Friday, July 27, 2012

Native x86 User-mode System Calls Hooking

In this post i am going to explain how to implement system call hooking from user-mode for native x86 processes (i here refer to 32-bit processes running in 32-bit versions of Windows XP SP2 and SP3).

Let's have a look at the "ZwOpenProcess" function of Windows XP SP2 and of Windows XP SP3.

1) XP SP2

2) XP SP3

As you can see in the images above, EAX is set to 0x7A, the system call ordinal and EDX is made to point at 0x7FFE0300 in the _KUSER_SHARED_DATA page. Then comes a CALL instruction which jumps to the "KiFastSystemCall" function whose address is stored in 0x7FFE0300 (_KUSER_SHARED_DATA::SystemCall).

One difference we can see is that SYSENTER of XP SP2 is followed by 5 NOPs while in XP SP3 SYSENTER is directly followed by the RET of the "KiFastSystemCallRet" function.
The first thing one may think of to implement the user-mode system call hook in Windows XP SP3/SP2 is to overwrite the "_KUSER_SHARED_DATA::SystemCall" and "_KUSER_SHARED_DATA::SystemCallRet" fields. Unfortunately, this is not possible since the page is not writable and any attempt to change its memory protection constant always fails.

So, we should now turn to the "KiFastSystemCall" function and try to overwrite its very first instruction with a JMP instruction. Is this all? Let's see.

For XP SP2, it is okay to write a near jmp instruction (5-byte long) since we have enough space (filled with 5 NOPs) and this does not hurt the RET instruction of the "KiFastSystemCallRet" function. But for XP SP3, any attempt to write the near jmp instruction will hurt the "KiFastSystemCallRet" function. Any common method for both XP SP2 and SP3?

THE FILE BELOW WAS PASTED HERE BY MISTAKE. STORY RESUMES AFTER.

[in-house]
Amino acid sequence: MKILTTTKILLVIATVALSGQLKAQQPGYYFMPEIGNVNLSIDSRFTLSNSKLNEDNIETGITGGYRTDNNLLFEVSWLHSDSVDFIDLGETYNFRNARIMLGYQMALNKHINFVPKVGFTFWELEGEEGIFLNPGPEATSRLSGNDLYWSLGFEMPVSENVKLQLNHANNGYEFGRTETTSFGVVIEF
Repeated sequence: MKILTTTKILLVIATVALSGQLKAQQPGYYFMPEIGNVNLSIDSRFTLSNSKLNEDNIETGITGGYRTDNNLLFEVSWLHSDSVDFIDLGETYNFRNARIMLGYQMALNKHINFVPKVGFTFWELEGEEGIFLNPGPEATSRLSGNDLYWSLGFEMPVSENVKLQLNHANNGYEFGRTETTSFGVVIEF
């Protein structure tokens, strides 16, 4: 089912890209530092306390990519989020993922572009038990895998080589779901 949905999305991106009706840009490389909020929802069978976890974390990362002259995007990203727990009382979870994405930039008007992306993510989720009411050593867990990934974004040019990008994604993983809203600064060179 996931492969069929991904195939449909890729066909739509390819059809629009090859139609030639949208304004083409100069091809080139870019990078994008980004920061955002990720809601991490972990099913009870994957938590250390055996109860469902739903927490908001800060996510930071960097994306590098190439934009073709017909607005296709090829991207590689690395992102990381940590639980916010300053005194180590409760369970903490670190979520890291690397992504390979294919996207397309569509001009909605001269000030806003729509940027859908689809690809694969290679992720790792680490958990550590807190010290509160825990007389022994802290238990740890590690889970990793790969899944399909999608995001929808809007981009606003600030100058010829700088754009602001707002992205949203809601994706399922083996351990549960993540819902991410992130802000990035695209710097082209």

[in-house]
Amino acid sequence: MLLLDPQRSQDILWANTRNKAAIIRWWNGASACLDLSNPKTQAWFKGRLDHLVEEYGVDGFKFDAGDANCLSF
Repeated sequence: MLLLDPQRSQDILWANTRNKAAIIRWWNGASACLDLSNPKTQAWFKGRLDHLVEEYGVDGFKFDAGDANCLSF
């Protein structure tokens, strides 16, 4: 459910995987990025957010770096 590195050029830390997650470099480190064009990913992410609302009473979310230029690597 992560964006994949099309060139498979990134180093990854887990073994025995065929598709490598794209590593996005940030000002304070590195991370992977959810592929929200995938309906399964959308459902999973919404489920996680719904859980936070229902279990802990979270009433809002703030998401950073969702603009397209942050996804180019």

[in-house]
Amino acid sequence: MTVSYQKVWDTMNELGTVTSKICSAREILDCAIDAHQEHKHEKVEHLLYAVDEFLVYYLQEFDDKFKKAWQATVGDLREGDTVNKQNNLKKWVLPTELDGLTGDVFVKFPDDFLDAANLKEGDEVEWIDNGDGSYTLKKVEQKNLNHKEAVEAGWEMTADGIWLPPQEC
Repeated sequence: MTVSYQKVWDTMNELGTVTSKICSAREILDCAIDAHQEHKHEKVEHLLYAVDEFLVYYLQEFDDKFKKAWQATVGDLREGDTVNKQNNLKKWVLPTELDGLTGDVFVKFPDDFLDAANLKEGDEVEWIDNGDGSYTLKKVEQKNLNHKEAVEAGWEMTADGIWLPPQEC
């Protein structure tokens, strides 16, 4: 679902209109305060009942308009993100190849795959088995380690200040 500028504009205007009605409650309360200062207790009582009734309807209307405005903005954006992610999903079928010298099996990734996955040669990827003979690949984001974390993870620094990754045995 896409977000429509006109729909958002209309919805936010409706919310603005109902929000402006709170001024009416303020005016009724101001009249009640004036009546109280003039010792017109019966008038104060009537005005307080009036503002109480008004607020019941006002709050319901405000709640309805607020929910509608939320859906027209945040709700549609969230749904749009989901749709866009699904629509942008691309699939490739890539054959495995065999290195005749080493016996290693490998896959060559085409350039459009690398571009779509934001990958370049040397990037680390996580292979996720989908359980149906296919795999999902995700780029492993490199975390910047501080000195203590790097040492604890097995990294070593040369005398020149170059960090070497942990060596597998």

I thought about that and came up with something that worked for both service packs. If we allocate a memory page at an address which when converted from absolute to relative gives 0xC3 as the fifth byte of the new JMP instruction. For example, if we allocate a memory page at 0x3F910000, given that the "KiFastSystemCall" function is at 0x7C90E510, we get the new JMP instruction as a sequence of
 "\xE9\xEB\x1A\x00\xC3". You can check the source code of InjectHookLib for more information.

N.B. We can still use a short JMP by searching for any vacant 5 bytes in the range of -128 to +127 from the address of the "KiFastSystemCall" function. LEA ESP,[ESP] seems to be okay for both service packs.

N.B. With certain processors or under certain conditions e.g. disabled VT-x/AMD-V if using VirtualBox, the "KiFastSystemCall" function is not used at all and the "KiIntSystemCall" is used instead. In these cases, you can safely overwrite the first instructions of "KiIntSystemCall" function with a near JMP instruction as long as the code you hook to takes care of that.

Any ideas or suggestions are always very welcome.

You can follow me @waleedassar